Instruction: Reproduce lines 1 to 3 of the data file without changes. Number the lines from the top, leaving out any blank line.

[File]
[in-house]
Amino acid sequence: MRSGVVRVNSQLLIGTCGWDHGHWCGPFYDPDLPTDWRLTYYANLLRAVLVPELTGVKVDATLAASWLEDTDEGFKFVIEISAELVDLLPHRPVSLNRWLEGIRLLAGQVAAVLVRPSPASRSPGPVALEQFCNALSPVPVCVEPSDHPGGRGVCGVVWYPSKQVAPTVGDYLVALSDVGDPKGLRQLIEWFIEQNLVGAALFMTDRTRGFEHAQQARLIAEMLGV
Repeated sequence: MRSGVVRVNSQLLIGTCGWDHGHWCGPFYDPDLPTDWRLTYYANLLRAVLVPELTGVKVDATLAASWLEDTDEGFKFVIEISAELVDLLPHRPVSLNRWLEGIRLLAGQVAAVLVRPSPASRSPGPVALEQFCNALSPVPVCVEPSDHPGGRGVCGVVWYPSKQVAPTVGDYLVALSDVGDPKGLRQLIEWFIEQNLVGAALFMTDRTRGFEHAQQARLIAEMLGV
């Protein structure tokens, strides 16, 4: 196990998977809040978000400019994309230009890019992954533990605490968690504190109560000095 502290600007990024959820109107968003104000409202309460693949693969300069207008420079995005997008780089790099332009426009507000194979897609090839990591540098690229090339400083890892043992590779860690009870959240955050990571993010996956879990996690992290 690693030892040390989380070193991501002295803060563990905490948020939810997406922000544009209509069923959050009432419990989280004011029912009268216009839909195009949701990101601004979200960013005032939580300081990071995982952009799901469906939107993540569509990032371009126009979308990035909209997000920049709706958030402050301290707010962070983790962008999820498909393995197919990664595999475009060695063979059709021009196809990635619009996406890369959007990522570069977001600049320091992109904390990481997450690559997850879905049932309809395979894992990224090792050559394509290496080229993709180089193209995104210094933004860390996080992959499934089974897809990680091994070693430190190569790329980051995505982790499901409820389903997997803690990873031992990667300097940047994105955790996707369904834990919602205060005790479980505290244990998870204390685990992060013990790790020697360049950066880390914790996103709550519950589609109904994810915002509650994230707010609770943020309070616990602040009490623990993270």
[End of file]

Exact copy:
[in-house]
Amino acid sequence: MRSGVVRVNSQLLIGTCGWDHGHWCGPFYDPDLPTDWRLTYYANLLRAVLVPELTGVKVDATLAASWLEDTDEGFKFVIEISAELVDLLPHRPVSLNRWLEGIRLLAGQVAAVLVRPSPASRSPGPVALEQFCNALSPVPVCVEPSDHPGGRGVCGVVWYPSKQVAPTVGDYLVALSDVGDPKGLRQLIEWFIEQNLVGAALFMTDRTRGFEHAQQARLIAEMLGV
Repeated sequence: MRSGVVRVNSQLLIGTCGWDHGHWCGPFYDPDLPTDWRLTYYANLLRAVLVPELTGVKVDATLAASWLEDTDEGFKFVIEISAELVDLLPHRPVSLNRWLEGIRLLAGQVAAVLVRPSPASRSPGPVALEQFCNALSPVPVCVEPSDHPGGRGVCGVVWYPSKQVAPTVGDYLVALSDVGDPKGLRQLIEWFIEQNLVGAALFMTDRTRGFEHAQQARLIAEMLGV